I recently discovered that the one and only diagram in my book was not visible in the ebook. I also discovered my tables weren’t displaying correctly. Why this was so, and how I fixed it, is the subject of this post.
Kindle Direct Publishing is a tremendous asset to the writer (and by extension, to you the reader.) But there are some things to be aware of. First, you need to know the acceptable file types.
Kindle accepts the following formats.
- Word (DOC or DOCX)
- HTML (ZIP, HTM, or HTML)
- ePub (EPUB)
- Plain Text (TXT)
- Rich Text Format (RTF)
- Adobe PDF (PDF)
Unfortunately, these have some peculiarities. For example, while Kindle accepts both DOC and DOCX, documents with complex formatting may not be converted properly. I discovered this while uploading my book; for some reason, the diagram didn’t show up. There are also some issues with converting and uploading HTM or HTML files. you have three different options in Microsoft Word: a Single File Web Page (MHT/MHTML); a Web Page (HTM/HTML); and a Web Page, Filtered. It’s not in the help files, but when you convert from DOC or DOCX to HTM or HTML you need to use the Filtered HTM/HTML option. This creates an HTM file along with a folder containing all the picture files. You will need to ZIP both the file and the folder and upload the ZIP file. If you use any other option, it won’t convert properly. For more information, see the following page: Types of Formats.
My problem was twofold. First, I needed to convert the Word shapes and text boxes into an image. Second, once I replaced the diagram with an image, the caption didn’t want to stay connected, so I had to use the Windows Snipping Tool to convert both the diagram and the caption into a single image. Then I had to bookmark the image, to into the Figures TOC, and insert a hyperlink to the bookmark.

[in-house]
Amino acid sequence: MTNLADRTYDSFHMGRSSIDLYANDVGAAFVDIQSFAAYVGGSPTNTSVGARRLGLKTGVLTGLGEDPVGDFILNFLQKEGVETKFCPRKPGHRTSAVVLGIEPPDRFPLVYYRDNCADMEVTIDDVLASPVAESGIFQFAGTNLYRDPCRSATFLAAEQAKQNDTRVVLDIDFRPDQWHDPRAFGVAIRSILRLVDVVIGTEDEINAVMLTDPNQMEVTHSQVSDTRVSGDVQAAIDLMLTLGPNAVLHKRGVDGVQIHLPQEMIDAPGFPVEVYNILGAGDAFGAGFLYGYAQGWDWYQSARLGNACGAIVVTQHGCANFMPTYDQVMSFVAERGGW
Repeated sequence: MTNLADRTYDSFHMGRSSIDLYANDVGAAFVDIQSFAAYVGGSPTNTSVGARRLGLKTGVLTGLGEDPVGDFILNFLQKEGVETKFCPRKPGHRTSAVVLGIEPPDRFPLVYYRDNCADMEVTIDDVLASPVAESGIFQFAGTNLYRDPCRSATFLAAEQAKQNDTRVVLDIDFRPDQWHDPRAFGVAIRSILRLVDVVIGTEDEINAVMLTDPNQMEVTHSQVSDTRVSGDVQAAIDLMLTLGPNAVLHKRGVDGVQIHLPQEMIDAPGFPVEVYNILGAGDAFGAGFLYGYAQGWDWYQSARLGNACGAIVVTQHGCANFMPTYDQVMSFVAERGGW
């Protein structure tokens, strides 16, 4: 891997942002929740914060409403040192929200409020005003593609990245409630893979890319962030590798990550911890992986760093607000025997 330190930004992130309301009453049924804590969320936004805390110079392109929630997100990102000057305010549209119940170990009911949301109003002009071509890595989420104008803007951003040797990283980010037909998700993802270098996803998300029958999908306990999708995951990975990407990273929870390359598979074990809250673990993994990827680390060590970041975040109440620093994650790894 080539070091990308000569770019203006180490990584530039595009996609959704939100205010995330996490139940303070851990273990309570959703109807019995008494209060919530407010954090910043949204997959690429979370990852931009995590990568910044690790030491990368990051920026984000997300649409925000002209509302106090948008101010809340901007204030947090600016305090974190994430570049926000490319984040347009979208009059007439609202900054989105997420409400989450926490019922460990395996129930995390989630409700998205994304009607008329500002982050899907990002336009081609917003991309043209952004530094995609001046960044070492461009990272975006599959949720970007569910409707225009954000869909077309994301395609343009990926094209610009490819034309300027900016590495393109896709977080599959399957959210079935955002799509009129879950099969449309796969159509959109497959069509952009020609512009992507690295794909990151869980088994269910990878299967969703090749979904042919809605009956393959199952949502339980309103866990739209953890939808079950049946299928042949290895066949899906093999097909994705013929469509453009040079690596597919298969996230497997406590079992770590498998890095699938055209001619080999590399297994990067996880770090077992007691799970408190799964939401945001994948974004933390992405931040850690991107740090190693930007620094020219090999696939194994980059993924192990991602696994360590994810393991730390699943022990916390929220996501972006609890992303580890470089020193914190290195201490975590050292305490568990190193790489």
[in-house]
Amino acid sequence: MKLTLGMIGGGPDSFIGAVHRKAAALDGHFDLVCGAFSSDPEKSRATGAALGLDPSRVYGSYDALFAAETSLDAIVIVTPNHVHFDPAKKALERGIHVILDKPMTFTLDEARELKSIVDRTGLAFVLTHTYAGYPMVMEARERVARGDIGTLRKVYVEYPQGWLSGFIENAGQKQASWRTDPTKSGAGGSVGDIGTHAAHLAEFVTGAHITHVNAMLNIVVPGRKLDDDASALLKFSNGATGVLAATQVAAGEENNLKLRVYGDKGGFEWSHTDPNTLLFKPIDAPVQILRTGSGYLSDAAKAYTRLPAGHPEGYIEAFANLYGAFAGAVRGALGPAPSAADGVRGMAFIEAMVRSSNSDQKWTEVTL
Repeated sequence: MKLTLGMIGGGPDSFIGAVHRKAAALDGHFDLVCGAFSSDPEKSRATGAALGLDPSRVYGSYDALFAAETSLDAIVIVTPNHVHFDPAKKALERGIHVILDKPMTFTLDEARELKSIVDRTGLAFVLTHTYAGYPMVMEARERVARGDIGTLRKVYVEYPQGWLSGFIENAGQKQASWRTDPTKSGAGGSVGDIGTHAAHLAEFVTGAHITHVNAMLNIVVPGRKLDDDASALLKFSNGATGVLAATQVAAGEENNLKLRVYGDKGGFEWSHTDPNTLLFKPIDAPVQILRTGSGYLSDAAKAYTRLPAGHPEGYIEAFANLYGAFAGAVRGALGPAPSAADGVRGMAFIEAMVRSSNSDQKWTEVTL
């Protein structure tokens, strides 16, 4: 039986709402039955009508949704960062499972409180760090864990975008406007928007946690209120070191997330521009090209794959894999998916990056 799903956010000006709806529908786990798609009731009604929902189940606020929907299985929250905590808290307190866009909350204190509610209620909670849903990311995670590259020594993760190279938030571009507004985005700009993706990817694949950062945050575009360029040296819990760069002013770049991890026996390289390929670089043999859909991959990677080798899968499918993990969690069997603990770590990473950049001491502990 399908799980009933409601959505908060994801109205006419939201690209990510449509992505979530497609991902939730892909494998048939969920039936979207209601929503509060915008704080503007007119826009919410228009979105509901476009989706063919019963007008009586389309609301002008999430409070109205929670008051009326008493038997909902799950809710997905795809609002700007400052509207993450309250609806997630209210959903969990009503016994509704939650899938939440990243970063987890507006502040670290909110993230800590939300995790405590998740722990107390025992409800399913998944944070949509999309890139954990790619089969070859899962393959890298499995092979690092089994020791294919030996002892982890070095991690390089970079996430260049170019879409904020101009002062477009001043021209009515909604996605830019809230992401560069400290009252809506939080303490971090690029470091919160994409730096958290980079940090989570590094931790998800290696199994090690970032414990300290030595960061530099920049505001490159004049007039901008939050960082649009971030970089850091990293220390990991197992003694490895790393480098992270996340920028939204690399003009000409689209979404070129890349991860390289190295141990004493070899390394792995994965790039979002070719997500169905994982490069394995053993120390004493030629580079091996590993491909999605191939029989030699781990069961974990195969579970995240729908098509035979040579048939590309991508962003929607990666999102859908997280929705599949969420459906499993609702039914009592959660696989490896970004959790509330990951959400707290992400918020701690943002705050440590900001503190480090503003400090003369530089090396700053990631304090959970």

Unfortunately, after I fixed the problem with the diagram but discovered another problem with the formatting of the tables; some of the tables extend beyond the borders of the Kindle. While the basic help doesn’t help much with tables, I discovered a lengthy PDF file that diagnosed the problem. Basically, Kindle doesn’t handle tables very well, as explained in the following document: Amazon Kindle Publishing Guidelines.
For me, fixing this problem required converting the tables into lists. But depending upon the way the tables are being used, Amazon recommends other options. It’s a judgement call, and it is trial and error. Once I did that, I had to remove the Tables TOC, since I no longer had tables. I also had to update the TOC to reflect the new pagination.